There is nothing like a good old fashioned ghost story to get you in the mood for Halloween — the current Echo Players production delivers a classic with a few twists and surprises.
The Woman in Black is touted as a theatrical spine chiller that will have you on the edge of your seat the moment the curtain rises, but there is no need to avoid the Village Theatre if you are a scaredy-cat.
Opening night didn’t provoke screams or gasps from the audience and while the play didn’t come across as hair raising, it is definitely a theatrical rarity.
Directed by Sue Murguly, the play itself is captivating even without the fear factor.
With brilliant acting by the two main characters, the play relies on the art of good old fashioned story telling, the kind you might hear while sitting around a campfire.
With a few props and some sound effects, the play has just two main actors to create an illusion for the audience. In an age where the computer-generation has taken over, it’s refreshing to go back to basics.
There are no stunning costumes or lavish sets and the sound designer plays a huge role in bringing Victorian streets and galloping horses to life.
Although I was expecting a real nail biter I left the theatre with all of my finger nails intact and an appreciation for how difficult it is to create terror in live theatre.
Unlike the big screen where directors use editing and special effects to get your heart racing, stage directors must rely on the actors to incite chills.
The strength of this play comes from first rate performances by Gary Davey and Mort Paul both appearing by permission of Canadian Actors’ Equity Association.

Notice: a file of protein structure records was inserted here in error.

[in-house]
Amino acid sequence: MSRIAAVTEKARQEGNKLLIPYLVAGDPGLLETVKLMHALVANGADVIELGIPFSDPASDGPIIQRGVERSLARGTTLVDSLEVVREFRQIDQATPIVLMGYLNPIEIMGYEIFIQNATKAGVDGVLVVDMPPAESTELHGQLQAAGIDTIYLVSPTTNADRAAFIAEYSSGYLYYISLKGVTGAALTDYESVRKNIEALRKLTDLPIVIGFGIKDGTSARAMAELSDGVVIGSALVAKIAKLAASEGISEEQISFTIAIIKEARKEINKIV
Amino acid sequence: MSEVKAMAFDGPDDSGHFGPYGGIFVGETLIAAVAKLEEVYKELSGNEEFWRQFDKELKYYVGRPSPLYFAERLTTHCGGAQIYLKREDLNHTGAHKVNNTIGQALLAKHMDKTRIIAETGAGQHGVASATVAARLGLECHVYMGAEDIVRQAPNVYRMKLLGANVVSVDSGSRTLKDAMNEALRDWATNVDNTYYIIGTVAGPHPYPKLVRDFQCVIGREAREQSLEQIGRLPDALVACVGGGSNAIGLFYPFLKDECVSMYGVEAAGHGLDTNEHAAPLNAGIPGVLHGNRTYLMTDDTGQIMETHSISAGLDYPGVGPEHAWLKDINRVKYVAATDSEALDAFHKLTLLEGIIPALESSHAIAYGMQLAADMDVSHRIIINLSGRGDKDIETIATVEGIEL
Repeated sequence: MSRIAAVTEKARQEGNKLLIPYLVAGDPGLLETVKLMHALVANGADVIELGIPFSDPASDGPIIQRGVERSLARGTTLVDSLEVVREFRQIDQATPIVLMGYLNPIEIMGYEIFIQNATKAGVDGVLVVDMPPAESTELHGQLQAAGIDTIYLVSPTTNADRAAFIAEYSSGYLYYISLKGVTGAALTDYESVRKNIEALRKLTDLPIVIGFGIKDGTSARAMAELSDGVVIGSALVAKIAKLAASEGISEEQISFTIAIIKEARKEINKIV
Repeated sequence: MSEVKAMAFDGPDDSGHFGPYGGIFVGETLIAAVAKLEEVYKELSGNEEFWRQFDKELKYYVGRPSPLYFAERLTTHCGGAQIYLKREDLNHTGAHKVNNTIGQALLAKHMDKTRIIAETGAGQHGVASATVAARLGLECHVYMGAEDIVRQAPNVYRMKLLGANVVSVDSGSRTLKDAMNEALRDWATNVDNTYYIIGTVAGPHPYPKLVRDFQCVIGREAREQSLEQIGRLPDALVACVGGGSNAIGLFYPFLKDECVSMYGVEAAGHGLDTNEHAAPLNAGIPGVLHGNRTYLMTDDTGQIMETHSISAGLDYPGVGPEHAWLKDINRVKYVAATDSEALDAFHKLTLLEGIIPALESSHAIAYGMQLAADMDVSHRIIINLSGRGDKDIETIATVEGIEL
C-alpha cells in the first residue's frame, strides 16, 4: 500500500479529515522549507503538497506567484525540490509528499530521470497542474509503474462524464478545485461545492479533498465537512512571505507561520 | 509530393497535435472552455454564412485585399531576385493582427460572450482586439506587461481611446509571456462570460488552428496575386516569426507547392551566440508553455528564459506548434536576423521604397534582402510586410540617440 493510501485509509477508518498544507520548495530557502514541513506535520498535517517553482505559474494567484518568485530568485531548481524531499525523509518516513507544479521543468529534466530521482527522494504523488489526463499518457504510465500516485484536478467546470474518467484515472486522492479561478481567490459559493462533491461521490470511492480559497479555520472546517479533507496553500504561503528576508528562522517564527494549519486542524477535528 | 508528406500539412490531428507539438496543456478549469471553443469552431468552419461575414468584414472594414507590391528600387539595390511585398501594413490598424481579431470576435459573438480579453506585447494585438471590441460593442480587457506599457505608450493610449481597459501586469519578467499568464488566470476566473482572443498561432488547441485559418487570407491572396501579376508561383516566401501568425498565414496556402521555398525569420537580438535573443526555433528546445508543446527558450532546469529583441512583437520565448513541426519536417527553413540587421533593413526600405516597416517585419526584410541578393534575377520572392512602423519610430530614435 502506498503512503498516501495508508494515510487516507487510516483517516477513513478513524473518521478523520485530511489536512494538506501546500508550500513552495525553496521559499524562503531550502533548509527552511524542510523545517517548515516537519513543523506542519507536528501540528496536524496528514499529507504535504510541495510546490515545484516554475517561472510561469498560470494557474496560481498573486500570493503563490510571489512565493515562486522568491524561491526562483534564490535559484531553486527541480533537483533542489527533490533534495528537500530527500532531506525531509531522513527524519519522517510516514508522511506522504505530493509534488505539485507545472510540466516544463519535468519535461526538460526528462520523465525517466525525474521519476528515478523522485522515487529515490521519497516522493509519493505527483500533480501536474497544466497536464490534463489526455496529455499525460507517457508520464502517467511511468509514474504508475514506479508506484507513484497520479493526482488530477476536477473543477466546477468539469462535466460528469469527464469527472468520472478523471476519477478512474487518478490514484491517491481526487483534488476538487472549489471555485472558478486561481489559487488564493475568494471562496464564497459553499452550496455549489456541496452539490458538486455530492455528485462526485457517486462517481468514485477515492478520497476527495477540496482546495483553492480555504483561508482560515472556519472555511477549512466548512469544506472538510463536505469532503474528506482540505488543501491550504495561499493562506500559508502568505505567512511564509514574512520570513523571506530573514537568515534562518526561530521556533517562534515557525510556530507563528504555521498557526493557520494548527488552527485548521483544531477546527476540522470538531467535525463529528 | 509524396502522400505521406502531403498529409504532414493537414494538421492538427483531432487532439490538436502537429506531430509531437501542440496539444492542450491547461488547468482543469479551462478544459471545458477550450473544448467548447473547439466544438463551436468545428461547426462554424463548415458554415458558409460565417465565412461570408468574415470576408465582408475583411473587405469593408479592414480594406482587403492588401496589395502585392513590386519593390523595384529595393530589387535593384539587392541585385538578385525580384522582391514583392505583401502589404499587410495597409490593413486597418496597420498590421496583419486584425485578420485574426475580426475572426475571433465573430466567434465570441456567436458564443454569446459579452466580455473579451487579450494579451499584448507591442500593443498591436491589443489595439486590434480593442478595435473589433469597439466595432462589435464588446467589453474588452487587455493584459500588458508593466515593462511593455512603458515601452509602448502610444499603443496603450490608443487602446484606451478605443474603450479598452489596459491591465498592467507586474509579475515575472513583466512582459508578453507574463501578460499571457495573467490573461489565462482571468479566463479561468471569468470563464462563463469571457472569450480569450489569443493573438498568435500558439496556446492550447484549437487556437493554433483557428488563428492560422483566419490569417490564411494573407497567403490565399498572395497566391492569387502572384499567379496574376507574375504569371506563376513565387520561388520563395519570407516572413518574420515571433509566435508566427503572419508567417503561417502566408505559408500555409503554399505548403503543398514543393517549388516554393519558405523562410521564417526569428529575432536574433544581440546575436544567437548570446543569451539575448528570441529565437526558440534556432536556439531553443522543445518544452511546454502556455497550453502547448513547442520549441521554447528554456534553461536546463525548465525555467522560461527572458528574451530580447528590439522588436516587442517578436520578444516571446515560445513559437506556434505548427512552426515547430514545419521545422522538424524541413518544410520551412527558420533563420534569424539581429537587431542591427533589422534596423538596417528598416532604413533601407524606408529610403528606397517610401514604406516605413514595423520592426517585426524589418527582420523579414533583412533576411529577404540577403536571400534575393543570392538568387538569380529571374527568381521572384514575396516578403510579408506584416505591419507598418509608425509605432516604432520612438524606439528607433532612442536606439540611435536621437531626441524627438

The fact that there are only these two actors playing numerous characters makes the play very unique but the audience must fully engage their brain and imagination if they want to experience a ghostly night in the theatre.
The story starts out simply enough. The earnest young solicitor Arthur Kipps leaves cosmopolitan London for the mysterious Eel Marsh House in the remote town of Crythin Gifford.
He has been asked to attend the funeral of one of his firm’s clients, the reclusive Mrs. Alice Drablow, and finalize the dead woman’s affairs.
What he comes across, however, will leave its mark on him for years to come, and as an older, greyer man (Davey), he will turn to a bright-eyed Actor (Paul), bursting with charm and enthusiasm, to exorcise ghosts both emotional and real – through a retelling of his experience.
With a comic flare, Kipps and the actor banter back and forth about just how excruciating the long mumbled manuscript would be for an audience to endure. Finally, the actor convinces Kipps not only to turn the story into theatre, but also to let him, the actor, play the young Mr. Kipps of the story.
At first, the play seems to drag on as the two characters argue as to whether or not the retelling of The Woman in Black is possible but this is purposely and skilfully done to lull the audience into a false sense of security.
The elder Kipps begins the journey of reliving his past with great hesitation, but soon slips into the shoes of the host of colourful characters he encounters along the way with the hired Actor playing a younger version of himself.
Davey does a stellar job portraying the various characters Paul’s young Mr. Kipps encounters on his visit to the English Moor. From a snuffling clerk to a taciturn horseman, Davey makes each character unique allowing the audience to keep the story clear.
Paul has the challenge of transporting the audience into the scary house and he does so with highly engaging story telling.
The contrast between the characters of the actor, whose name is never stated, and the elder Kipps provides the audience with a glimpse into the past, so to speak, as the two roles slowly become inverted. The actor, who begins re-enacting the events of Kipps’ manuscript becomes more acquainted with the ghost of Kipps past than he is aware of.
With just hints, glimpses and suggestions on what is shadowy, heard and sometimes only half-seen including The Woman who is performed by Diane LeBlanc it is up to the audience to unravel the mystery.
The spirit of the show is a murky ghost story and is an ode to the art of storytelling and the theatre allowing those who accept the premise to be engaged.